A case study of a peer collaboration program
This case study investigated a peer collaboration program initiated by three urban community college ESL instructors interested in the improvement of their teaching. They agreed to visit each other's classes, write nonjudgmental descriptions of classroom activity, and conference. The investigator, as one of the three collaborators, used participant-observation as the main research strategy. Data were collected principally through audiotaping of conferences and interviews. Analysis done according to principles of grounded theory revealed that the three participants spent considerable time during conferences discussing relational issues such as trust, perceptions of each other, support, and isolation. The findings of this study indicate that the participants in their collaboration were unintentionally developing a model of peer collaboration. Elements in the collaborative process such as trust, reflectivity, reciprocity, support and mutual benefit, and peer control are important to consider in the development and implementation of a peer collaboration program. This study contributes to the theory of a developmental (as opposed to a deficit) model of peer collaboration in particular and faculty development in general. It is hypothesized that the five elements are interdependent and are all essential to the success of peer collaboration. Programs which incorporate these elements maximize the possibility for extensive transformation of teachers and teaching, and contribute to deepening the powers of reflection and decision making. Finally, the study recommends that universities implement peer collaboration programs as an organized and institutionally recognized form of faculty development. Such programs would help to redress the imbalance between teaching and research priorities on campuses while encouraging more effective teaching practices.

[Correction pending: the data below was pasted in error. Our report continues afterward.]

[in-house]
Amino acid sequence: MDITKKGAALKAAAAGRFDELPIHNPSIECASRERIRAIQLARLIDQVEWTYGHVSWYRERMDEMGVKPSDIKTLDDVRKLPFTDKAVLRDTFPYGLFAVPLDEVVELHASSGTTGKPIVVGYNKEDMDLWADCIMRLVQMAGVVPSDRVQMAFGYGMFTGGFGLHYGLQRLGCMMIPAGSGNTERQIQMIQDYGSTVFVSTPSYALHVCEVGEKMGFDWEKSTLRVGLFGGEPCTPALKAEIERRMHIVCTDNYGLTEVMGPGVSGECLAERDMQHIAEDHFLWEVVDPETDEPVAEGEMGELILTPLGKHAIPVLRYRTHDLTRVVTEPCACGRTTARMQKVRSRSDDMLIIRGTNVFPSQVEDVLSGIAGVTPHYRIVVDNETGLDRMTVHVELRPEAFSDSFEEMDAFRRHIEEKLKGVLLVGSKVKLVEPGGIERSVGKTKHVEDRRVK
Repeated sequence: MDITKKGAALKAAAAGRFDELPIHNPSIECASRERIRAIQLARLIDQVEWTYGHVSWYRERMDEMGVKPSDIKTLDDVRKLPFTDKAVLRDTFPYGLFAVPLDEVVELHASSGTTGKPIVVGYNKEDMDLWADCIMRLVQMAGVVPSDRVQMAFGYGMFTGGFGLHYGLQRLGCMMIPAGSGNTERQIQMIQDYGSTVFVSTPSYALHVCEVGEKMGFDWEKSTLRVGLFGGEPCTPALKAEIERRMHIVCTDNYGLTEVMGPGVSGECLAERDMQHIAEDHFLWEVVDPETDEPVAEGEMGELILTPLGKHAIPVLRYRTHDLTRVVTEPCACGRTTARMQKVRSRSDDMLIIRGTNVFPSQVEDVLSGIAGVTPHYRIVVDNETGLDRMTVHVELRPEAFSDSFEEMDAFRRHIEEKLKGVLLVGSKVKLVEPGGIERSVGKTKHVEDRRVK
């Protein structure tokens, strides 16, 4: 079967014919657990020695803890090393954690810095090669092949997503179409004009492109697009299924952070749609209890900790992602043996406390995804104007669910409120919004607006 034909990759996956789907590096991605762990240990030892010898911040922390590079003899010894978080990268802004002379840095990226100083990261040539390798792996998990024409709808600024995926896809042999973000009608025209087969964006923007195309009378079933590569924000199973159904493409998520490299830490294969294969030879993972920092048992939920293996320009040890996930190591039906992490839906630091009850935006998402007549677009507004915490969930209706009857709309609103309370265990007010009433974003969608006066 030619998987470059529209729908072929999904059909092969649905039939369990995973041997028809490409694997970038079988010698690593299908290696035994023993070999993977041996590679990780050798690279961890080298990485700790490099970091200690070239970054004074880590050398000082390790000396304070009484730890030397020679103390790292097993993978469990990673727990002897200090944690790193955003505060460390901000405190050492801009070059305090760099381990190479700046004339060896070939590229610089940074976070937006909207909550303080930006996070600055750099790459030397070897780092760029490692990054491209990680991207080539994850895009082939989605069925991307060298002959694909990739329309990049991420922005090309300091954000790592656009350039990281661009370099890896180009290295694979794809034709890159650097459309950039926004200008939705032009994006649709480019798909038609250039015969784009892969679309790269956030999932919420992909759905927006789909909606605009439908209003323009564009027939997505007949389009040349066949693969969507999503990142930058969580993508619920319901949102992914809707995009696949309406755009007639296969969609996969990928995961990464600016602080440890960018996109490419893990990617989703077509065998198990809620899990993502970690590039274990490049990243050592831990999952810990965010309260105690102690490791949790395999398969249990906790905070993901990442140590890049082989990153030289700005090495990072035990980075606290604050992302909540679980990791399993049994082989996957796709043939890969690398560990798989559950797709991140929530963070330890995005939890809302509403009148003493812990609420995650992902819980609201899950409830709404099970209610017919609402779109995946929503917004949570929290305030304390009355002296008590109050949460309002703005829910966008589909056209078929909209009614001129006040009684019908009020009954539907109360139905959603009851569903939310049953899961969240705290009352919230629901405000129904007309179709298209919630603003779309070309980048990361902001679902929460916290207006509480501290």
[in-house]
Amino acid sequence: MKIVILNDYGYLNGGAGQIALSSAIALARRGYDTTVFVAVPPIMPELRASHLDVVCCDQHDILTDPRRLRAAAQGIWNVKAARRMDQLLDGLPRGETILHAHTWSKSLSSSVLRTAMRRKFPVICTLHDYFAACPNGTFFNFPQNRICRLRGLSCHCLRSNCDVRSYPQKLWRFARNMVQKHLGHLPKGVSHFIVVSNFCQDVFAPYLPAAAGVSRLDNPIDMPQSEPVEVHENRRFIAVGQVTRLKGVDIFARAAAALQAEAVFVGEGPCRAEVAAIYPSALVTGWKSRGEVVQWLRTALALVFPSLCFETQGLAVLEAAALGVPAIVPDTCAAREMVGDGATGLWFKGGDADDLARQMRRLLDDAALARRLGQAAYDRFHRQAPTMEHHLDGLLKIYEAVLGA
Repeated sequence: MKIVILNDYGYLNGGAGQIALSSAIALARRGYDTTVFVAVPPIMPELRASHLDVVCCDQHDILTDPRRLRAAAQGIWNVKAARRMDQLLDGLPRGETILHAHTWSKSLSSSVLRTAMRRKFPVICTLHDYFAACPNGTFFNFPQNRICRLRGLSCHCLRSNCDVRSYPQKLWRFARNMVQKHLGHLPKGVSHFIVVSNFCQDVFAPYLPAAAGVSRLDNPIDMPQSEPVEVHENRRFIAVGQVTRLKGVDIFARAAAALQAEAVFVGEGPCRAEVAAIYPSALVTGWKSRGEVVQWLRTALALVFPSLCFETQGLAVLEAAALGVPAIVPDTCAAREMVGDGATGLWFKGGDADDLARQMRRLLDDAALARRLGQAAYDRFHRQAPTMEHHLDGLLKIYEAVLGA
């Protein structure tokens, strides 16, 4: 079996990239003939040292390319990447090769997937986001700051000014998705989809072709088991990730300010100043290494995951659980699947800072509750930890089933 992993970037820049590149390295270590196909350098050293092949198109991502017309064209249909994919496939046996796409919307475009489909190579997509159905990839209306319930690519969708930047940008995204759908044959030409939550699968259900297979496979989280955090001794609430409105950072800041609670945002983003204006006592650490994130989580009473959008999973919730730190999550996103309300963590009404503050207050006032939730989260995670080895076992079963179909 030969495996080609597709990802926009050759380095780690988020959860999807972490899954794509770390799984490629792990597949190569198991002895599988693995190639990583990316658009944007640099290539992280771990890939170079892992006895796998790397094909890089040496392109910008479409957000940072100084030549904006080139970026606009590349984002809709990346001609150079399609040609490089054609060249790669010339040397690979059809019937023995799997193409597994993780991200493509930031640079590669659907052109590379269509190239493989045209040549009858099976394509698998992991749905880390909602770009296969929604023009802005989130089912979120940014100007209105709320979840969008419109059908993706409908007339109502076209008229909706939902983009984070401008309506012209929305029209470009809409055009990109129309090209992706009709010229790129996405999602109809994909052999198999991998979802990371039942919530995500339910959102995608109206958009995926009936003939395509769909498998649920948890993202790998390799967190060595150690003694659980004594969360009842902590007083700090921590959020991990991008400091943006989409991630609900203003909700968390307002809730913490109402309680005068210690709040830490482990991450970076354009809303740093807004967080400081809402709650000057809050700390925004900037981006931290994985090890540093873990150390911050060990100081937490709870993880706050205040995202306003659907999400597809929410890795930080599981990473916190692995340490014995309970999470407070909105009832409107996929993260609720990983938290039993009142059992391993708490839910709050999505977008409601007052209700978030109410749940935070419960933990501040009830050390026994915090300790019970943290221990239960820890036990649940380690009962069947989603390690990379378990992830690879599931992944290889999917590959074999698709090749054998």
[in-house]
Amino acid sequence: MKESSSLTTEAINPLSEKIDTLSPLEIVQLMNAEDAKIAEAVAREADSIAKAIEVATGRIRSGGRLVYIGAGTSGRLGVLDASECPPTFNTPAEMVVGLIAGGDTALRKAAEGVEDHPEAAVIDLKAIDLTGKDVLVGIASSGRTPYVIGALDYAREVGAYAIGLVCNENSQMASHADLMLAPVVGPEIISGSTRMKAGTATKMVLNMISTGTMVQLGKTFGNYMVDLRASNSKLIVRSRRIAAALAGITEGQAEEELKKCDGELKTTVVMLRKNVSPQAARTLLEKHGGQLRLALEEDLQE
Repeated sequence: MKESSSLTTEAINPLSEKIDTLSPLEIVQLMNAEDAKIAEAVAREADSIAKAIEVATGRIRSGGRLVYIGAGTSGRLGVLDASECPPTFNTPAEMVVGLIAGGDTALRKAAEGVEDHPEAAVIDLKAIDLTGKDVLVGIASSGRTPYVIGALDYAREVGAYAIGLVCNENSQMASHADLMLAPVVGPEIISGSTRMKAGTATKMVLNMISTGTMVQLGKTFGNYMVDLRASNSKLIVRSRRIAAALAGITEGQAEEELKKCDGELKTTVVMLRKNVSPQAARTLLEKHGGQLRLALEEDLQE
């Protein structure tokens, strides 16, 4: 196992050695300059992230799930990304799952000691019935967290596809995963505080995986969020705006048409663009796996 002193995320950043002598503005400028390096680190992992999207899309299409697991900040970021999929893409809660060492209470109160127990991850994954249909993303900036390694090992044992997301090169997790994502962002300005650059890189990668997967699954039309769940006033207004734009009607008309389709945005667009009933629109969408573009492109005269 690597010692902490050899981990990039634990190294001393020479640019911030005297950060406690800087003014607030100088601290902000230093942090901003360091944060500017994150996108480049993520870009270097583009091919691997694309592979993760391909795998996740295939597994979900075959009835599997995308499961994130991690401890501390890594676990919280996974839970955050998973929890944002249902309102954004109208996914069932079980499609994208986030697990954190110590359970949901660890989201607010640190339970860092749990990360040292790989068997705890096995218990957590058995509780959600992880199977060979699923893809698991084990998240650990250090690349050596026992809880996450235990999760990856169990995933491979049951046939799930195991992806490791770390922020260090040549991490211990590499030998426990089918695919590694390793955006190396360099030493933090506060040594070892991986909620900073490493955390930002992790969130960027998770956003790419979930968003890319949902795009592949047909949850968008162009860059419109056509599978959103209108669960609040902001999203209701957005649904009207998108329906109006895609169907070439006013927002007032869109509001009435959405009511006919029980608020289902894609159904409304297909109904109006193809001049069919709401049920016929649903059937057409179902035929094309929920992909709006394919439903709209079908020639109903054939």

Teacher education|Curricula|Teaching|Community colleges|Adult education|Continuing education
Blot, David Robert, "A case study of a peer collaboration program" (1991). ETD Collection for Fordham University. AAI9123129.